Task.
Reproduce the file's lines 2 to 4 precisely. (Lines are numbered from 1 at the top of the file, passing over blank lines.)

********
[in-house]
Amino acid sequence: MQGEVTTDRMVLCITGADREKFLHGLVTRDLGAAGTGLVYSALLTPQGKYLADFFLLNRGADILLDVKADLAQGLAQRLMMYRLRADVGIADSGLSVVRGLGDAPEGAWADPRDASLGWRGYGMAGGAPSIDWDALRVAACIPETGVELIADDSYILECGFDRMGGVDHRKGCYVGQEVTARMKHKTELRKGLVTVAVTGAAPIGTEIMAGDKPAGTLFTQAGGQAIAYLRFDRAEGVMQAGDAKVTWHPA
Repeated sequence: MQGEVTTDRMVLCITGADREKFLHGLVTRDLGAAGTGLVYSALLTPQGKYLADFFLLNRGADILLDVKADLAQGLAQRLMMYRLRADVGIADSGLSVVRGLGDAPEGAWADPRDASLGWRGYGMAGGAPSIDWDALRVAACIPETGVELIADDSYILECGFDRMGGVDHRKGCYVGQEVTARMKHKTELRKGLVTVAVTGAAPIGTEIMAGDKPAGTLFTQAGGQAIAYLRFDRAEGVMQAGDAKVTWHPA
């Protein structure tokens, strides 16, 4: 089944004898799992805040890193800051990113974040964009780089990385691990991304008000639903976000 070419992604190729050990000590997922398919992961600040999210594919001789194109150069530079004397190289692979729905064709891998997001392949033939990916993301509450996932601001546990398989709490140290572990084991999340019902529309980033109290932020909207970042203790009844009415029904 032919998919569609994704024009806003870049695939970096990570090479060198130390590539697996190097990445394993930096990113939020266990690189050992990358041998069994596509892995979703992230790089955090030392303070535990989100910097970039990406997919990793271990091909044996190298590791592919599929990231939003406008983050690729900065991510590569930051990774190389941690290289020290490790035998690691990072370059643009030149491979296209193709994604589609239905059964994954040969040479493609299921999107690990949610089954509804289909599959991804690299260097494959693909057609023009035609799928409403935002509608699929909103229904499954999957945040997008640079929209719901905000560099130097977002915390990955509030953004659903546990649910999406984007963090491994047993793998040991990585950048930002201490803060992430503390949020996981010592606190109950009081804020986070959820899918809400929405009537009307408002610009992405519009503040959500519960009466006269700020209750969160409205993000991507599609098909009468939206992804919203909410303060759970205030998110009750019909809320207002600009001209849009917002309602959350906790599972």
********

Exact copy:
Amino acid sequence: MQGEVTTDRMVLCITGADREKFLHGLVTRDLGAAGTGLVYSALLTPQGKYLADFFLLNRGADILLDVKADLAQGLAQRLMMYRLRADVGIADSGLSVVRGLGDAPEGAWADPRDASLGWRGYGMAGGAPSIDWDALRVAACIPETGVELIADDSYILECGFDRMGGVDHRKGCYVGQEVTARMKHKTELRKGLVTVAVTGAAPIGTEIMAGDKPAGTLFTQAGGQAIAYLRFDRAEGVMQAGDAKVTWHPA
Repeated sequence: MQGEVTTDRMVLCITGADREKFLHGLVTRDLGAAGTGLVYSALLTPQGKYLADFFLLNRGADILLDVKADLAQGLAQRLMMYRLRADVGIADSGLSVVRGLGDAPEGAWADPRDASLGWRGYGMAGGAPSIDWDALRVAACIPETGVELIADDSYILECGFDRMGGVDHRKGCYVGQEVTARMKHKTELRKGLVTVAVTGAAPIGTEIMAGDKPAGTLFTQAGGQAIAYLRFDRAEGVMQAGDAKVTWHPA
């Protein structure tokens, strides 16, 4: 089944004898799992805040890193800051990113974040964009780089990385691990991304008000639903976000 070419992604190729050990000590997922398919992961600040999210594919001789194109150069530079004397190289692979729905064709891998997001392949033939990916993301509450996932601001546990398989709490140290572990084991999340019902529309980033109290932020909207970042203790009844009415029904 032919998919569609994704024009806003870049695939970096990570090479060198130390590539697996190097990445394993930096990113939020266990690189050992990358041998069994596509892995979703992230790089955090030392303070535990989100910097970039990406997919990793271990091909044996190298590791592919599929990231939003406008983050690729900065991510590569930051990774190389941690290289020290490790035998690691990072370059643009030149491979296209193709994604589609239905059964994954040969040479493609299921999107690990949610089954509804289909599959991804690299260097494959693909057609023009035609799928409403935002509608699929909103229904499954999957945040997008640079929209719901905000560099130097977002915390990955509030953004659903546990649910999406984007963090491994047993793998040991990585950048930002201490803060992430503390949020996981010592606190109950009081804020986070959820899918809400929405009537009307408002610009992405519009503040959500519960009466006269700020209750969160409205993000991507599609098909009468939206992804919203909410303060759970205030998110009750019909809320207002600009001209849009917002309602959350906790599972």